The U.S. Army is set to start testing a computerized, high-tech projectile launcher that can take out bad guys hiding around corners and in caves or trenches, even if they're out of the soldier's line of sight.
Some experts call it the "Judge Dredd" gun, after the Sylvester Stallone movie. The Pentagon calls it the XM-25 Individual Air Burst Weapon, which uses a laser rangefinder to precisely measure the distance to a target, then primes a fuse on a timed grenade so that the projectile explodes exactly where it should.
"The way a soldier operates this is you basically find your target, then laze to it, which gives the range, then you get an adjusted aim point, adjust fire and pull the trigger," deputy program manager Richard Audette told Army News Service. "Say you've lazed out to 543 meters ... when you pull the trigger it arms the round and fires it 543 meters plus or minus a one-, two- or three-meter increment, then it explodes over the target."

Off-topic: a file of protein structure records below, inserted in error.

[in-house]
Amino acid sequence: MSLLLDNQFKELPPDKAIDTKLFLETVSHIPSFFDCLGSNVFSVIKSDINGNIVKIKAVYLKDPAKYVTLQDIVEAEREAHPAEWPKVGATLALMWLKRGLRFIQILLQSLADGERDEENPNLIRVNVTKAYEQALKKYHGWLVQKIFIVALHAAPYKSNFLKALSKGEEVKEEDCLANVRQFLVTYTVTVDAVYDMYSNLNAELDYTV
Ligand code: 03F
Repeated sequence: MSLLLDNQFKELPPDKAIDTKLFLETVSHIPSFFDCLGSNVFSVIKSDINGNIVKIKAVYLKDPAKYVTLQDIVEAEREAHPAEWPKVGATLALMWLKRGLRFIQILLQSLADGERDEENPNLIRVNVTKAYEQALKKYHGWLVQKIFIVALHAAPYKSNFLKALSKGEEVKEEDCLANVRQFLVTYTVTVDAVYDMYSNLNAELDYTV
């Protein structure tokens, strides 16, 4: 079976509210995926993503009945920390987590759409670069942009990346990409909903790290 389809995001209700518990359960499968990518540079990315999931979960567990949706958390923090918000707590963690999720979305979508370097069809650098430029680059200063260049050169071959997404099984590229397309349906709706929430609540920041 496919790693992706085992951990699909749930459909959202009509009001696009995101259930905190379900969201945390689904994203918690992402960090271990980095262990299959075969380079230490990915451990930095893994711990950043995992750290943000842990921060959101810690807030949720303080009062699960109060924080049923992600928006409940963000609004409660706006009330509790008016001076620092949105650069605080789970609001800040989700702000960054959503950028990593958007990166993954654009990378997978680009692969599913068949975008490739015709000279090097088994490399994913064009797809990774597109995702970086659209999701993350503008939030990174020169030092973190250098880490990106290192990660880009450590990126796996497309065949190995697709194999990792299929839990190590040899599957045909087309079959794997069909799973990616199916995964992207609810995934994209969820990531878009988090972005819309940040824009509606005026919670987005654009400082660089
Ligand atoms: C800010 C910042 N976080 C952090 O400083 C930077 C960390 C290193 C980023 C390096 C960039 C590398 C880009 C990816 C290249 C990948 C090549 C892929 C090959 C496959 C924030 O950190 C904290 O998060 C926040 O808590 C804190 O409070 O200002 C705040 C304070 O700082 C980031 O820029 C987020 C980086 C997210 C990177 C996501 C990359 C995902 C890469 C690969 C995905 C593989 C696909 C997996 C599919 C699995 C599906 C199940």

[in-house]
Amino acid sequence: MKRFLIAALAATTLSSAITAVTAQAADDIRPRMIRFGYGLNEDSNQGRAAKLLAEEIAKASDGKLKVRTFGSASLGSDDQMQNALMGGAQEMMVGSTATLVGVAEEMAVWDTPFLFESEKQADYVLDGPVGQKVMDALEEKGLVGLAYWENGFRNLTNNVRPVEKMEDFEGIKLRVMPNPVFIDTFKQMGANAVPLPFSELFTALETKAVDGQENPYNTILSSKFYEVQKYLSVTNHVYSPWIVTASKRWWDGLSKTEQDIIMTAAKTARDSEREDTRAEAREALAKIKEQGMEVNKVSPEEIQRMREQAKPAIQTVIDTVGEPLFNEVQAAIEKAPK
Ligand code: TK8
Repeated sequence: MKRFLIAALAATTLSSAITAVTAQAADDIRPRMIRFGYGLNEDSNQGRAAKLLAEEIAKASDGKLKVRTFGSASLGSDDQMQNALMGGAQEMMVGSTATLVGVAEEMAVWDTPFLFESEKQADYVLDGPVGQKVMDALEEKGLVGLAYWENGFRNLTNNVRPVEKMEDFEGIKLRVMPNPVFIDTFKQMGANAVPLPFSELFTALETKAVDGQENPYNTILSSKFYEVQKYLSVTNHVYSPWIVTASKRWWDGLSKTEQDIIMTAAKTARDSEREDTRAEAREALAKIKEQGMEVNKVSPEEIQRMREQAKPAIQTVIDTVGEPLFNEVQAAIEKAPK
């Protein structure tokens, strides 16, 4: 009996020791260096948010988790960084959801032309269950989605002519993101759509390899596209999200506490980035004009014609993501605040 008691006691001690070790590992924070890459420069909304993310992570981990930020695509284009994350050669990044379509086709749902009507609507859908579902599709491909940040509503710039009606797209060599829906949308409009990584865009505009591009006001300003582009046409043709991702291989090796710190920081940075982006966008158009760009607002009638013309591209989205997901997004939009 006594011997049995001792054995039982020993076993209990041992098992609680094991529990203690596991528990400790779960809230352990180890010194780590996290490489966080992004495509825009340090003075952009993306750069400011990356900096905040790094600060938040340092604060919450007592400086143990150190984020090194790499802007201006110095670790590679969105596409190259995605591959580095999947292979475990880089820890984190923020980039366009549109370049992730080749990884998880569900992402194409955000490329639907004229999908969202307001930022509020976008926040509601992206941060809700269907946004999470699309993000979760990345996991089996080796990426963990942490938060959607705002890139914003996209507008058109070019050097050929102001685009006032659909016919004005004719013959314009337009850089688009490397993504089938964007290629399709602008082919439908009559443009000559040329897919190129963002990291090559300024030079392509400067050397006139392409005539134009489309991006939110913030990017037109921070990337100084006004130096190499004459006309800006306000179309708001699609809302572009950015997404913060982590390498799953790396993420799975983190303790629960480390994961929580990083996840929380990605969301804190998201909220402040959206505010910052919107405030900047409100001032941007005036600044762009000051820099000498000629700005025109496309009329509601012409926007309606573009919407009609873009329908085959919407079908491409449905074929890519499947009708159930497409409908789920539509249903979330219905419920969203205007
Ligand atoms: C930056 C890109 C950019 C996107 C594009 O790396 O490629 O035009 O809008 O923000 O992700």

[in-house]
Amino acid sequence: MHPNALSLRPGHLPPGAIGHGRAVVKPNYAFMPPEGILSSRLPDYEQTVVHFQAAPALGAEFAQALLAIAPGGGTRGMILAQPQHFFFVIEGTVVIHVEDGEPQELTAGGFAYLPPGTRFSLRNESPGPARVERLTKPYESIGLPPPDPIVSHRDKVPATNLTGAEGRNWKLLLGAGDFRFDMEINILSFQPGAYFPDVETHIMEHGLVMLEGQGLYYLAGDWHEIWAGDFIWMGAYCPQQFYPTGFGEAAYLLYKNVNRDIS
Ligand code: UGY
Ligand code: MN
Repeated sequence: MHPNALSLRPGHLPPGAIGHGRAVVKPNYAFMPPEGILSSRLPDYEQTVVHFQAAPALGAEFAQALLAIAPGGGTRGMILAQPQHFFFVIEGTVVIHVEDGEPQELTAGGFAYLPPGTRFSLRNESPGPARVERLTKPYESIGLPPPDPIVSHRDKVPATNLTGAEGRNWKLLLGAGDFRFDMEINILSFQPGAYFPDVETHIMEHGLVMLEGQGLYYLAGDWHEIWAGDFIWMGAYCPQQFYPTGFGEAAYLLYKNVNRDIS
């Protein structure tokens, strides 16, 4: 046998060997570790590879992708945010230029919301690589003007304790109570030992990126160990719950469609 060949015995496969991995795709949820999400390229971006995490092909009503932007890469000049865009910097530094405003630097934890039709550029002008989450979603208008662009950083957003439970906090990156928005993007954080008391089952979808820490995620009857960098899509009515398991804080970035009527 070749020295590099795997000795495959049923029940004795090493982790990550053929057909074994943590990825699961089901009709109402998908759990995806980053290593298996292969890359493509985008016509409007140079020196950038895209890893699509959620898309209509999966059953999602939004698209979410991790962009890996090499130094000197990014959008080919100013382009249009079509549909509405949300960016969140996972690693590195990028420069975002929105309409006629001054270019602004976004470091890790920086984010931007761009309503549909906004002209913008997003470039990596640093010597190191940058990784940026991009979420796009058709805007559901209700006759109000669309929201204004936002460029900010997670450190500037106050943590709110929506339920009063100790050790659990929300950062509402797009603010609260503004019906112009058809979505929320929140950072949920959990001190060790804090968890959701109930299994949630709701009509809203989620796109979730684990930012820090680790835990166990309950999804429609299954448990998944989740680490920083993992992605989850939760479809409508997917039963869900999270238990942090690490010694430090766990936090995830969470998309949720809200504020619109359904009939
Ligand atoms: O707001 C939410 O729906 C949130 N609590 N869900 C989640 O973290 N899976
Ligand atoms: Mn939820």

A squad trying to neutralize an enemy fighter wouldn't have to wait until he showed himself — instead, they could just aim to a spot near him, then use the XM-25 to have a grenade explode directly there.
"For example, in Iraq we had many instances where there was a sniper firing from a rooftop and you have a squad trying to engage that target, but the soldiers couldn't get to him with the weapons they had, so they'd call in the Air Force to drop a JDAM (joint direct attack munition)," said Audette. "We can take out the target at $25 per XM round as opposed to a $20,000 to $50,000 JDAM."
With a range of 750 meters — nearly half a mile — the XM-25 would also be very effective in Afghanistan, where Taliban fighters often hide behind rocks and in caves.
In addition to precision-timed grenades, the gun is also built to fire armor-piercing, door-breaching, anti-personnel and less-than-lethal rounds.